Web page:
Post Profile






Bragging as a strategy—what boasting buys, and costs, a candidate

Life is full of auditions in which it might seem advantageous, if not outright required, to describe oneself as above average. Think of job interviews, dating or running for president of the United States. A new study that measured how people judge those who made such boasts and those who didn't, however, showed that making self-superiority or self-effacement claims is a strategy with considerable complexity and risk, often requiring a person to know whether evidence of their true ability could come to light.
read more

share

Related Posts


Could Japan Hold The Secret To Living To Be 115 Years Old?

Technology : Forbes: Tech

Japan boasts the highest average life expectancy in the world — with females averaging around 87 years, and males just over 80 years. The recipe for a long life could perhaps be excavated by looking at some of the more distinctive c...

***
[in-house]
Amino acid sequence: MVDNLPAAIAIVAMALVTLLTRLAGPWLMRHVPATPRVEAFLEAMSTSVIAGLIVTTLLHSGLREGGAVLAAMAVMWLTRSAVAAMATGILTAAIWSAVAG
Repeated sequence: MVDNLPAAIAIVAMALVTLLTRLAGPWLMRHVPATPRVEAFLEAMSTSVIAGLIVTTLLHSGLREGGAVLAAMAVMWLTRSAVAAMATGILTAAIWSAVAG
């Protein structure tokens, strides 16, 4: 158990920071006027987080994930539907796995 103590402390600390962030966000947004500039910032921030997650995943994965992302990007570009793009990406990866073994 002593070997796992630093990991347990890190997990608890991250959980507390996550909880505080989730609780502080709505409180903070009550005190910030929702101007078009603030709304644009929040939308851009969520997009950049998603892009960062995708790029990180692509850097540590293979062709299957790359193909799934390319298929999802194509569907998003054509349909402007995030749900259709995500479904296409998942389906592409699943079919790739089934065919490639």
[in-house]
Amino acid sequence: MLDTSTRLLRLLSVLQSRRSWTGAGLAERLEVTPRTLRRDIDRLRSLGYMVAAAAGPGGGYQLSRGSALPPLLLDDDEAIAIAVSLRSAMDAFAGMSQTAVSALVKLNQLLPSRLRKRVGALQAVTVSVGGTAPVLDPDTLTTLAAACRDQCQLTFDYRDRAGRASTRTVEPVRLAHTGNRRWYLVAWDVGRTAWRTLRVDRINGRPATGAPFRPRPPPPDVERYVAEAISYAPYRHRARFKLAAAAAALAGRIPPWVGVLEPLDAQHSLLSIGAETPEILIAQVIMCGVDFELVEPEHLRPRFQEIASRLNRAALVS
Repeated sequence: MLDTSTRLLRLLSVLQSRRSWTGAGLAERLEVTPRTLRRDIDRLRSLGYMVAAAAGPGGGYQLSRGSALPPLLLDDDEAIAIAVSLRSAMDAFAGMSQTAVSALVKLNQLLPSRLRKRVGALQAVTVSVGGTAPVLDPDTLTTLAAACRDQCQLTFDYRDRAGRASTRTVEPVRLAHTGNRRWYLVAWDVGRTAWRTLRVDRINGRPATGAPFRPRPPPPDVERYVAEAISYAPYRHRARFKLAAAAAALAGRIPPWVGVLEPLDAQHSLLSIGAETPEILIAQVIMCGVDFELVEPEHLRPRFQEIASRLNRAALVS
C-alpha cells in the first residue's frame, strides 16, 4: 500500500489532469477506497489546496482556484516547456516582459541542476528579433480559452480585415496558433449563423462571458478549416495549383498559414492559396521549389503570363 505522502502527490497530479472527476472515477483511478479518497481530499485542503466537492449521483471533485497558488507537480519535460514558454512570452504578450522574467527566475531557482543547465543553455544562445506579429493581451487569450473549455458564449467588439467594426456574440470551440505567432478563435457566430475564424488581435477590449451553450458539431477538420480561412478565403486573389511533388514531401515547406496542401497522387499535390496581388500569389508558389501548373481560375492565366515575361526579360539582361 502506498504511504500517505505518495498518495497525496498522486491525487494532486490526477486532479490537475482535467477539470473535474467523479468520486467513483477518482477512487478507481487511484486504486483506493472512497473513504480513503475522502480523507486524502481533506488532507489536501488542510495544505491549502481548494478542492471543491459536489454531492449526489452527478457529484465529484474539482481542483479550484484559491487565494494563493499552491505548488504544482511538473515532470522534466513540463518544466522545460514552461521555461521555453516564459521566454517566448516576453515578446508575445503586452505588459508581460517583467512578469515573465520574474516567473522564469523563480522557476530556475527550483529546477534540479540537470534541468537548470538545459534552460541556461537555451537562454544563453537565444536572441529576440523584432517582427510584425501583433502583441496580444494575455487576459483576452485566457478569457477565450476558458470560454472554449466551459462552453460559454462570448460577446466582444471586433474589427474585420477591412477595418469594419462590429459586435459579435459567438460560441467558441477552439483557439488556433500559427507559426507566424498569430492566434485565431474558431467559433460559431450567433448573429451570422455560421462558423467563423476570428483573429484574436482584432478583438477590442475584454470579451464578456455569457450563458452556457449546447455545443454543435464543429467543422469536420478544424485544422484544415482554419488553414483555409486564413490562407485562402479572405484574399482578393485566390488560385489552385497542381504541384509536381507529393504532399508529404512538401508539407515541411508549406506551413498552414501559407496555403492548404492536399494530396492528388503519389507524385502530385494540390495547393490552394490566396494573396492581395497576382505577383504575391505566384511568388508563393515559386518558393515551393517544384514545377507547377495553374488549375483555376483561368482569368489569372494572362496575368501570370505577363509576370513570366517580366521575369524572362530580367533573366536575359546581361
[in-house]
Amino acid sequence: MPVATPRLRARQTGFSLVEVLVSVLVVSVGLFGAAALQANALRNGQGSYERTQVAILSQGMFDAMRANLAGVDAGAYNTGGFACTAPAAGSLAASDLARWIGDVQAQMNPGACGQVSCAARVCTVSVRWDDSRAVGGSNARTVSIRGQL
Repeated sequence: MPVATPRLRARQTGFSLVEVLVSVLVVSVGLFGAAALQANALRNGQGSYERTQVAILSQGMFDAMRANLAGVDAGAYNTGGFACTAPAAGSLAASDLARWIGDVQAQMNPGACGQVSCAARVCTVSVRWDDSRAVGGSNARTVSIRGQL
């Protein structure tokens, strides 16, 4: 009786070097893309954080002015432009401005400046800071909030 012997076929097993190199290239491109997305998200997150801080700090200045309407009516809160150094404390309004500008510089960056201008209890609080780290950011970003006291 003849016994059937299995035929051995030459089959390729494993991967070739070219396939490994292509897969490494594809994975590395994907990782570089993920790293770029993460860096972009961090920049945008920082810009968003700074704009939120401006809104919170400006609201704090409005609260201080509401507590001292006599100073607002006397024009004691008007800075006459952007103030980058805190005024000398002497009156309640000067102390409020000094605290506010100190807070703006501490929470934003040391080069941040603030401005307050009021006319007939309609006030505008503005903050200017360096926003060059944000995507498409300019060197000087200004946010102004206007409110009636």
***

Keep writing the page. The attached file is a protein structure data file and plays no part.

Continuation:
This Gay Man Has Tried Drugs, Kinky Sex, And Now He’s Running For President Of The United States

LGBT / Gay : Queerty

This is Joe Exotic, and he’s got pretty much everything going for him. He’s not cutting his hair. He’s not changing the way he dresses. He refuses to wear a suit. He’s gay. He’s has had two boyfriends most of his life, and he recent...

Stephen Colbert Gives Obama His Most Daunting Job Interview in 8 Years: WATCH

LGBT / Gay : Towleroad

In the full sketch of the preview we posted yesterday, Stephen Colbert took on the role of Office Manager Randy last night and put President Obama through the paces of a job interview since he’s leaving office in just a couple month...

A ballot measure that could make it easier to rent in Los Angeles

Business & Finance : Money & Co

Los Angeles is in the grip of a widely acknowledged housing crisis. Two years ago, scholars at UCLA and Harvard proclaimed L.A. the most unaffordable rental market in the United States. This required some explaining: Other cities cl...

Bragging as a strategy: What boasting buys, and costs, a candidate

Academics / Sociology : EurekAlert: Social Behavioral

(Brown University) Whether it's better to brag or to be humble can depend on what perception one seeks to change, whether hard evidence will come to light and what that evidence says, according to a new study.

Comments


Copyright © 2016 Regator, LLC